There are still analog signals out there, and they're looking for you.

(L) Defunct analog television tower atop Mt. Larson - Austin, Texas. (R) One working rabbit ear antenna, extended, 5" black-and-white television. (Click for larger image) © Ryan Schierling

As of June 11, 2009, the Federal Communications Commission put an end to all high-power analog terrestrial television transmissions in the United States. Television sets in some two million households went blank that date, as they were unprepared for the transition, despite Congress rolling back the shutdown by four months. The switch from analog to digital was designed to free up frequencies for public safety communications, and allow television stations to provide improved picture and sound quality, and more broadcast options for consumers.

In the middle of a warm summer night in 1978, I woke up downstairs in our giant brown upholstered chair. The house was dark and silent, and the 20" black-and-white television was on – visual static flickering across the walls and ceiling, soft aural static rousing me from a restless somnambulant state. It was 3 a.m., transmitters were shut off, there was nothing on TV but dead air. I turned off the set and went back upstairs to bed. I was six years old.

There is never anything on television. 23 hours of analog static and one Indian Head Test Pattern, photographed on a 5" black-and-white television. (Click for larger image) © Ryan Schierling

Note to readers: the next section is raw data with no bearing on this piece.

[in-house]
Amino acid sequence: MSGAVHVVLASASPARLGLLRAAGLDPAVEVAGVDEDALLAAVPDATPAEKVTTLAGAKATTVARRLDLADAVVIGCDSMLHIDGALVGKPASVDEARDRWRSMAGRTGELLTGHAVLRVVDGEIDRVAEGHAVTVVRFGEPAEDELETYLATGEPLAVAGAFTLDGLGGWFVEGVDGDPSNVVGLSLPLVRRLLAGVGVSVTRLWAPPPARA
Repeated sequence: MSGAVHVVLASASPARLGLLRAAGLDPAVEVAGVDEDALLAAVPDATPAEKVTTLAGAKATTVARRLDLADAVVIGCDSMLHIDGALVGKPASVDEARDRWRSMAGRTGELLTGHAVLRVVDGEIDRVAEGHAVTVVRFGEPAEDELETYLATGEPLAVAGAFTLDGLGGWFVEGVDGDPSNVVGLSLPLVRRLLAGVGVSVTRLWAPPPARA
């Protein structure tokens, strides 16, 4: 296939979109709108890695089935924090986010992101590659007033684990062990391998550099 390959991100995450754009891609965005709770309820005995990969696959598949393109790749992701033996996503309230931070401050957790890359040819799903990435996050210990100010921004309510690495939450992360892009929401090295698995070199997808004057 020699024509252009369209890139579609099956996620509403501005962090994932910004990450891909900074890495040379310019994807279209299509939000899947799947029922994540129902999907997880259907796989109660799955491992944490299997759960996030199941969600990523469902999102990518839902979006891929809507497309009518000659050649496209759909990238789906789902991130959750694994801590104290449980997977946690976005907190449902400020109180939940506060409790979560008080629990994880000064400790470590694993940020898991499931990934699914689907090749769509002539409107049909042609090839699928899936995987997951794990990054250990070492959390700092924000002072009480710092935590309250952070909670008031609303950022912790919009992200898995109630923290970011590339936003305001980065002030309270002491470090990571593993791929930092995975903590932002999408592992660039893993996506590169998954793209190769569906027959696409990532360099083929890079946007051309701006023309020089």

Most television stations are on 24-hour schedules now, with paid programming and infomercials filling the late-night and early-morning slots. There are no more formal sign-offs, no national anthems played or test patterns aired. On the majority of digital televisions, a silent, solid blue screen has replaced random, hissing analog static if a broadcast station or input cannot be located.

People are only nostalgic about things that they remember being better than they are now. Were the good old days really that good, or do we just whitewash the difficult returns home with fresh paint on worn and splintered wood? I tend to forget the bad, try to romanticize the good. There was a five-inch black-and-white television in the trash at work last week. I took it out, plugged it in, extended the single antenna and turned through the channels looking for something, anything out there. I needed an analog signal in a digital world, a reassuring hand on my shoulder from the past.

I got MTVtr3s. Sometimes you just can't go home again.

There are still viable analog signals out there – and they're always looking for us – but we're not paying attention. We are no longer of the past or even the present, but of the future. There isn't a need to look back.

There is always something on television. 24 hours of over-the-air analog broadcasting on Mexican UHF/VHF stations, photographed on a 5" black-and-white television. (Click for larger image) © Ryan Schierling